The Massachusetts House and Senate ended their session without agreeing to a compromise bill to alter Massachusetts law regarding non-compete agreements. As discussed in an earlier post, available here, the House and Senate introduced competing bills that were similar in many respects, but that contained differences that needed to be resolved before a compromise bill could be submitted to Governor Baker. It appears that the main stumbling block was the “garden leave” requirement. The Senate’s bill required 100% pay during the noncompete period, while the House sought to require only 50% pay or other consideration to which the parties mutually agree. The legislature will have to start the process all over again when it reconvenes in January.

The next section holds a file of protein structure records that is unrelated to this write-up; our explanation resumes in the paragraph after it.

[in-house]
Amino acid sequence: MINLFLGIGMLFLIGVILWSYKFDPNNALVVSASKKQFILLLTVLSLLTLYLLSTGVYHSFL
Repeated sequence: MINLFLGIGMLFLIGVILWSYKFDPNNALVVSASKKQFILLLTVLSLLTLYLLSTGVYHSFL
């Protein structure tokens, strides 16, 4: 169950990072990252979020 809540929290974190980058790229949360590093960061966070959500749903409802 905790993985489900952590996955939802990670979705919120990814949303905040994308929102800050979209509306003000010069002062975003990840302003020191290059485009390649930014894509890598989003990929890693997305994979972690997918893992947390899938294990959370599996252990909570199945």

Overall, this development (or lack of development) must be considered good news for many Massachusetts employers who want to know that these agreements –which they view as critical to protecting their confidential information and customer good will– are enforceable. However, this may be just a respite in an on-going legislative battle.
Prince Lobel will continue to monitor this situation when the Legislature reconvenes and will provide updates on any new legislative initiatives to limit non-competition agreements.
If you have any questions about the information presented here, or have any employment law concerns, please contact Daniel S. Tarlow, chair of the firm’s Employment Group Practice at 617 456 8013 or email@example.com.